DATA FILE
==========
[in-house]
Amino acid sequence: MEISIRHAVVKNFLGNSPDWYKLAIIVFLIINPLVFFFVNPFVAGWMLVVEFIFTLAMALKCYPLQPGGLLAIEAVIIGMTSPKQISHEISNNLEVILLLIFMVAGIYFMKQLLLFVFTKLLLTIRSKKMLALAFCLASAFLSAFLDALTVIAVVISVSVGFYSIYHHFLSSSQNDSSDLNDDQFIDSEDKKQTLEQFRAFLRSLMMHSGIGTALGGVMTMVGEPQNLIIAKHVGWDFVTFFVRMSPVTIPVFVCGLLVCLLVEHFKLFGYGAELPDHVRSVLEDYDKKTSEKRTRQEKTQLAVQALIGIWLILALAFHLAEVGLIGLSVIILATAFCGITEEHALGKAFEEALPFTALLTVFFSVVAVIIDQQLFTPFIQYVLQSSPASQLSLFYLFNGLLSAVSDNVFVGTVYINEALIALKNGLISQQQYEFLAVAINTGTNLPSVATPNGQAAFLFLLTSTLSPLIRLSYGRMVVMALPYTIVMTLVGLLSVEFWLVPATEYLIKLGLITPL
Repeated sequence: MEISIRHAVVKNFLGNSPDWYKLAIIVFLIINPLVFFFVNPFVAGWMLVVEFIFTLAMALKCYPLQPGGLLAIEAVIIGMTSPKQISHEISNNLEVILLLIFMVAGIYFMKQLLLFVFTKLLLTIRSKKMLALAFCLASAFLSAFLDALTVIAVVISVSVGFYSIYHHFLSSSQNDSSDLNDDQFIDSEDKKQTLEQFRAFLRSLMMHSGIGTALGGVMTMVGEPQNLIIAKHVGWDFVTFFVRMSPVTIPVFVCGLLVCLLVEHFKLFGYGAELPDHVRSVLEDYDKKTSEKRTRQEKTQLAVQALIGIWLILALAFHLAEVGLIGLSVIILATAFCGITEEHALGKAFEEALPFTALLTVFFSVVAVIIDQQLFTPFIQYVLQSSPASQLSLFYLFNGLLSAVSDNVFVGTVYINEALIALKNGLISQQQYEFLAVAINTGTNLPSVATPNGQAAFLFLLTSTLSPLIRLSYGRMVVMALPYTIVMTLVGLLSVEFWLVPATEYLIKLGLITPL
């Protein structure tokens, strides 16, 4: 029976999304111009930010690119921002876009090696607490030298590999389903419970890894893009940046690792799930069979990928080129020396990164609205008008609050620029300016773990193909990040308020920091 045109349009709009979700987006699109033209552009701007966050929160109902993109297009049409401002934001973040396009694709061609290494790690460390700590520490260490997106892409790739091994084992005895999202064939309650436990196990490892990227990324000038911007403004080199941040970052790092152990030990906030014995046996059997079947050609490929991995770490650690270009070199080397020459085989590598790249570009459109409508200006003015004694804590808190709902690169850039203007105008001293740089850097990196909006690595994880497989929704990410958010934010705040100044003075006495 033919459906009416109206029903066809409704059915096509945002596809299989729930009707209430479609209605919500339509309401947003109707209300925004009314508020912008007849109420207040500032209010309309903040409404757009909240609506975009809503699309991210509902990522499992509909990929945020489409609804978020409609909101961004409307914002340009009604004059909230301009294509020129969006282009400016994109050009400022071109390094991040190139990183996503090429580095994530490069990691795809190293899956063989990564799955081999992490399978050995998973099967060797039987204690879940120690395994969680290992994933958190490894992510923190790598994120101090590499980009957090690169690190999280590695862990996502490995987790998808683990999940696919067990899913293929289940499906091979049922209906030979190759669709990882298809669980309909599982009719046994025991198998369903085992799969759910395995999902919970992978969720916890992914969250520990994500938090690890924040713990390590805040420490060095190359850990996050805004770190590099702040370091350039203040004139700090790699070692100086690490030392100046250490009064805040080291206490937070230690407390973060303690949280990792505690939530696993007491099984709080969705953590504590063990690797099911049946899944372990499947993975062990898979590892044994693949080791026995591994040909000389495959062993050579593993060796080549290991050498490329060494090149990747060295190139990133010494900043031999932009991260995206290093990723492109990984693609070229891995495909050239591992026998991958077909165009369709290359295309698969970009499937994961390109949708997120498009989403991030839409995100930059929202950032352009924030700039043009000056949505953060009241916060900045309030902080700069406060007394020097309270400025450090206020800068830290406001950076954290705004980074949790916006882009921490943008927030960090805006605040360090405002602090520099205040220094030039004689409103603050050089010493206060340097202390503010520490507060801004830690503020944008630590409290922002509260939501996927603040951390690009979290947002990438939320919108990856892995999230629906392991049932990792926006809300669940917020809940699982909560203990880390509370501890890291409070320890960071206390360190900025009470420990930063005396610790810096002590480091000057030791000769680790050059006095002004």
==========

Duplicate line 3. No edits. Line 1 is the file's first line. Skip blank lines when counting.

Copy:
Repeated sequence: MEISIRHAVVKNFLGNSPDWYKLAIIVFLIINPLVFFFVNPFVAGWMLVVEFIFTLAMALKCYPLQPGGLLAIEAVIIGMTSPKQISHEISNNLEVILLLIFMVAGIYFMKQLLLFVFTKLLLTIRSKKMLALAFCLASAFLSAFLDALTVIAVVISVSVGFYSIYHHFLSSSQNDSSDLNDDQFIDSEDKKQTLEQFRAFLRSLMMHSGIGTALGGVMTMVGEPQNLIIAKHVGWDFVTFFVRMSPVTIPVFVCGLLVCLLVEHFKLFGYGAELPDHVRSVLEDYDKKTSEKRTRQEKTQLAVQALIGIWLILALAFHLAEVGLIGLSVIILATAFCGITEEHALGKAFEEALPFTALLTVFFSVVAVIIDQQLFTPFIQYVLQSSPASQLSLFYLFNGLLSAVSDNVFVGTVYINEALIALKNGLISQQQYEFLAVAINTGTNLPSVATPNGQAAFLFLLTSTLSPLIRLSYGRMVVMALPYTIVMTLVGLLSVEFWLVPATEYLIKLGLITPL